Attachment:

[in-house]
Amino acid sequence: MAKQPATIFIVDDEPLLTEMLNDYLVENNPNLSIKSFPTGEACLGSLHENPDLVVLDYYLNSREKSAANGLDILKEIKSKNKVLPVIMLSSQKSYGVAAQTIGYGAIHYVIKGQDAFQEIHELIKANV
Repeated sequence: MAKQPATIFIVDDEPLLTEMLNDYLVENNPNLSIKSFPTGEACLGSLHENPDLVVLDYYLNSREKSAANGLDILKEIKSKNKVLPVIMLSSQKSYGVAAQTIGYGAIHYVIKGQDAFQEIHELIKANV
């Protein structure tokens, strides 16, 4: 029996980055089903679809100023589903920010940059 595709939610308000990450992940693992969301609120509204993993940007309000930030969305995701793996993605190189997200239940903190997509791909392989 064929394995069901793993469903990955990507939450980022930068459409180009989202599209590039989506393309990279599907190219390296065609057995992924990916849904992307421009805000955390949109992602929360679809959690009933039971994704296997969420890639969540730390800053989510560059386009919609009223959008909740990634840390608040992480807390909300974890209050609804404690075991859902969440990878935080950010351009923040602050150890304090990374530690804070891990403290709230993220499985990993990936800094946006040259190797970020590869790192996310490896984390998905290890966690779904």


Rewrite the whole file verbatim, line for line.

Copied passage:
[in-house]
Amino acid sequence: MAKQPATIFIVDDEPLLTEMLNDYLVENNPNLSIKSFPTGEACLGSLHENPDLVVLDYYLNSREKSAANGLDILKEIKSKNKVLPVIMLSSQKSYGVAAQTIGYGAIHYVIKGQDAFQEIHELIKANV
Repeated sequence: MAKQPATIFIVDDEPLLTEMLNDYLVENNPNLSIKSFPTGEACLGSLHENPDLVVLDYYLNSREKSAANGLDILKEIKSKNKVLPVIMLSSQKSYGVAAQTIGYGAIHYVIKGQDAFQEIHELIKANV
């Protein structure tokens, strides 16, 4: 029996980055089903679809100023589903920010940059 595709939610308000990450992940693992969301609120509204993993940007309000930030969305995701793996993605190189997200239940903190997509791909392989 064929394995069901793993469903990955990507939450980022930068459409180009989202599209590039989506393309990279599907190219390296065609057995992924990916849904992307421009805000955390949109992602929360679809959690009933039971994704296997969420890639969540730390800053989510560059386009919609009223959008909740990634840390608040992480807390909300974890209050609804404690075991859902969440990878935080950010351009923040602050150890304090990374530690804070891990403290709230993220499985990993990936800094946006040259190797970020590869790192996310490896984390998905290890966690779904």